ROME (Reuters) – Italy said on Friday it would ease coronavirus restrictions across much of the country from Monday, despite warnings from health experts that the move was risky given concern over the spread of more contagious variants.
After a review of latest COVID-19 data, the health ministry said it was shifting 11 regions from orange to so-called yellow zones, giving inhabitants there greater freedom to travel and allowing bars and restaurants to reopen during the day.
In all, 16 regions will be in the lowest-risk yellow zone, and just four regions — Puglia, Sardinia, Sicily and Umbria — in the orange zone, together with the northern Bolzano province. Nowhere in Italy will be classified as a red zone, which brings with it stringent curbs on travel and business.
Italy has registered almost 88,000 coronavirus-related deaths since the disease first came to light last February — the second highest toll in Europe after Britain and the sixth highest in the world.
After squashing the first wave last summer, Italy initially struggled to contain a second wave of contagions.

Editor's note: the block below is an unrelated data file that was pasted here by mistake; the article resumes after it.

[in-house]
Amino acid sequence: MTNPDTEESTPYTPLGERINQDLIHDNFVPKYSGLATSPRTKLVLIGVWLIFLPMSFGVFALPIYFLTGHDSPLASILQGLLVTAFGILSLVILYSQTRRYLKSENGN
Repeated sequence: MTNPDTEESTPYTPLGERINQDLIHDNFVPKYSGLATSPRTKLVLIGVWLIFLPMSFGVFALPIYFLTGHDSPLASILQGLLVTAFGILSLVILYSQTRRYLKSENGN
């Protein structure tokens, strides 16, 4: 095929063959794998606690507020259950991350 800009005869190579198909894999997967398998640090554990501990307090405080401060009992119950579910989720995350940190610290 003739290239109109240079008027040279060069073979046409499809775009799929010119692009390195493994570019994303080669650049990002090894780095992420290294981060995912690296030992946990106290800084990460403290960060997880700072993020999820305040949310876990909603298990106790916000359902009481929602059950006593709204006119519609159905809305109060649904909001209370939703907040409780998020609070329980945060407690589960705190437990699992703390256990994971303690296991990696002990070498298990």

However, daily cases have fallen some 36% from their peak in November, according to Reuters data, while deaths have held steady in a range of 400-500 a day.
The health ministry says the closely watched virus reproduction rate, dubbed ‘r’, has fallen beneath 1 across most of the country.
Some experts say this is not the time to relax the rules, given cases of the more transmissible variant first detected in Britain have been found in the country.
“This opening and closing of regions is a slow torture … we need a real lockdown or else we will find ourselves in the dramatic position that Spain and Portugal are now experiencing,” Walter Ricciardi, a health ministry adviser, said this week.
The technical committee advising the health ministry, while acknowledging there had been an improvement in the risk level, said on Friday: “The epidemic remains in a delicate phase and a new rapid increase in the number of cases is possible in the coming weeks.”
(Reporting by Crispian Balmer)